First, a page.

I painted the picture of a child who had spent the first four years of his life in a crib housed in a tiny glass-walled room — a baby at birth sent to an orphanage that placed him in the “Section of the Malformed.” A child who was fed a liquid/puree diet to expedite feeding and never allowed outside because of his deformities. A child who spent the majority of his waking moments sitting in a white, paint chipped crib listening to the same record playing over and over.

My mind skipped back in time to visiting our son and seeing the cribs filled with silent children, seemingly unloved and unwanted. The quiet of an orphanage because children don’t cry if no one responds, the smell of urine and tooth decay, the oppressive heat that seeped to my soul. And when the torrent of my words stopped, I looked up and saw a man with tears in his eyes gazing at my son.

“Thank you,” he said. “I have seen atrocities and hard things. I just returned from Afghanistan where I was serving in the Army, and every day is a struggle for me. I have been really hurting for the last three weeks. But meeting your son and hearing his story gives me hope. If he could survive, so can I.”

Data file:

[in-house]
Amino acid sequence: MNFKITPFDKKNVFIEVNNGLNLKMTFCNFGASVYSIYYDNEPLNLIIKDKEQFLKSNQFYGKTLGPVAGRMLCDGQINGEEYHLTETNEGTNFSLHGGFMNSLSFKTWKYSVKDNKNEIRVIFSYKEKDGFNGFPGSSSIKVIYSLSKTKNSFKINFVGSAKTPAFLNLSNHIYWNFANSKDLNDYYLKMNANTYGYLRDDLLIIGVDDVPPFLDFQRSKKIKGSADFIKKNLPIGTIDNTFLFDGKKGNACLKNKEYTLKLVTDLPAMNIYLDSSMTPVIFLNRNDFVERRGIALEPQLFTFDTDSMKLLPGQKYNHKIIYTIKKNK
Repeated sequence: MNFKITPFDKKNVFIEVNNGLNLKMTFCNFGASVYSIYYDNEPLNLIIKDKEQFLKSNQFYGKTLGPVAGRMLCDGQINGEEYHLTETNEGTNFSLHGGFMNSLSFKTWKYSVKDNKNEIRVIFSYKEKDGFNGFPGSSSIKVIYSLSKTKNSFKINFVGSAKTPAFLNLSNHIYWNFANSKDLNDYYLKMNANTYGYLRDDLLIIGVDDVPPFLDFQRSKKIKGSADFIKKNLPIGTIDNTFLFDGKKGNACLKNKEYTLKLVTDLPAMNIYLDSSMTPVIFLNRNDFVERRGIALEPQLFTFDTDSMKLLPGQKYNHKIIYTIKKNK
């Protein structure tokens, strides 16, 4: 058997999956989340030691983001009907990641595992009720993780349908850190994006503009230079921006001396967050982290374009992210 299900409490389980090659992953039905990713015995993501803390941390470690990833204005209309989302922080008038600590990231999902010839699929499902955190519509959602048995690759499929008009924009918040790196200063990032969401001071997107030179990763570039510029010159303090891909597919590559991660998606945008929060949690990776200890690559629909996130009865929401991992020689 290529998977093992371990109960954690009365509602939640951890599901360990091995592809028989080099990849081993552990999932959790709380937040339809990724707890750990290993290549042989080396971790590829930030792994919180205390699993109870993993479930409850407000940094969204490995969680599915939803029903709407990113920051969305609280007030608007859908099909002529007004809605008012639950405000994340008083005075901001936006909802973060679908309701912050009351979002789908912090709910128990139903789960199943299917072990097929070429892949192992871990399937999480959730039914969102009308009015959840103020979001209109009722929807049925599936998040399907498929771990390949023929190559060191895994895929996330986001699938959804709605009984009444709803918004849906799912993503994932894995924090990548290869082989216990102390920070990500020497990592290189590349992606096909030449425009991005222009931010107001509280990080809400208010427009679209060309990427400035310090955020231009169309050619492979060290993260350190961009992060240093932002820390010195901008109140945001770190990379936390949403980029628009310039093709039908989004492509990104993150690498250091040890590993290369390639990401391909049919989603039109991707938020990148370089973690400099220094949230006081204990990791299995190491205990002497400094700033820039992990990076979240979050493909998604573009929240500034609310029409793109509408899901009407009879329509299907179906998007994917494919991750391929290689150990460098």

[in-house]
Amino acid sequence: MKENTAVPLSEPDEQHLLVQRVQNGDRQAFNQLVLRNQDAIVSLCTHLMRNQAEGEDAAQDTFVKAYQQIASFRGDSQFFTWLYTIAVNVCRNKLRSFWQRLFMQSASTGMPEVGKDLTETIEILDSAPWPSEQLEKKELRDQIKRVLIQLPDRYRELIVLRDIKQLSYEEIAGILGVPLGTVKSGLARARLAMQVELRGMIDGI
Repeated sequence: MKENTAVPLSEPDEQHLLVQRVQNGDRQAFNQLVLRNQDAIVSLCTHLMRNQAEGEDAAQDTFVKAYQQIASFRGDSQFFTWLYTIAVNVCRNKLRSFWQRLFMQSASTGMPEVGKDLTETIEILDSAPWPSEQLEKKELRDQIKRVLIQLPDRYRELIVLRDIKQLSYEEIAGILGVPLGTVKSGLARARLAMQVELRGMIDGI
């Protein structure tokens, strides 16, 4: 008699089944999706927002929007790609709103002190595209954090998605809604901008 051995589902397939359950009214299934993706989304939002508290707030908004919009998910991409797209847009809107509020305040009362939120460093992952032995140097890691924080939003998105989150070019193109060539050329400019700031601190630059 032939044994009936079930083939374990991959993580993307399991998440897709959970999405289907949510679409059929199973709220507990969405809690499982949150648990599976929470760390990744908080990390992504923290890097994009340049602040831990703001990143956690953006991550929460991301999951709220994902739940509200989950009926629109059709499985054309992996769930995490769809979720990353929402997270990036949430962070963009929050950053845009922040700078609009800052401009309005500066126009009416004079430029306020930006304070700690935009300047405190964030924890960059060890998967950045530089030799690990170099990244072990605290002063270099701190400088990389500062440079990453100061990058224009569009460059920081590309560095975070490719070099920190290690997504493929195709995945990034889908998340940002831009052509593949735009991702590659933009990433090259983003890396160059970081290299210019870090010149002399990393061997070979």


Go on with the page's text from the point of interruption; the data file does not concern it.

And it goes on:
I saw the similarities between these two souls. They both had experienced the darkness of life, the cruelties that have no reasoning, human atrocities that can’t be justified, yet they were still surviving. I imagine they both have lived days shadowed by fear and laced with pain, walking a daily high tension line of fight or flight. And neither have shared this pain, only carried the dark quietly.

In that tiny space of time, in the happiest place on Earth, two hurting souls found each other.

A child bearing the scars of a cruel world touching the heart of a man carrying pain, fear and loneliness. The beautiful irony of this was not lost on me. How is it that a child who has been given so little, can pour out so much? A baby who they never taught the simplest concepts, is teaching us. A soldier torn apart from experiencing darkness and burdened by sorrow is providing joy in a Disneyland attraction.  In a brief encounter, they both take a moment to see a future filled with hope because even darkness must pass.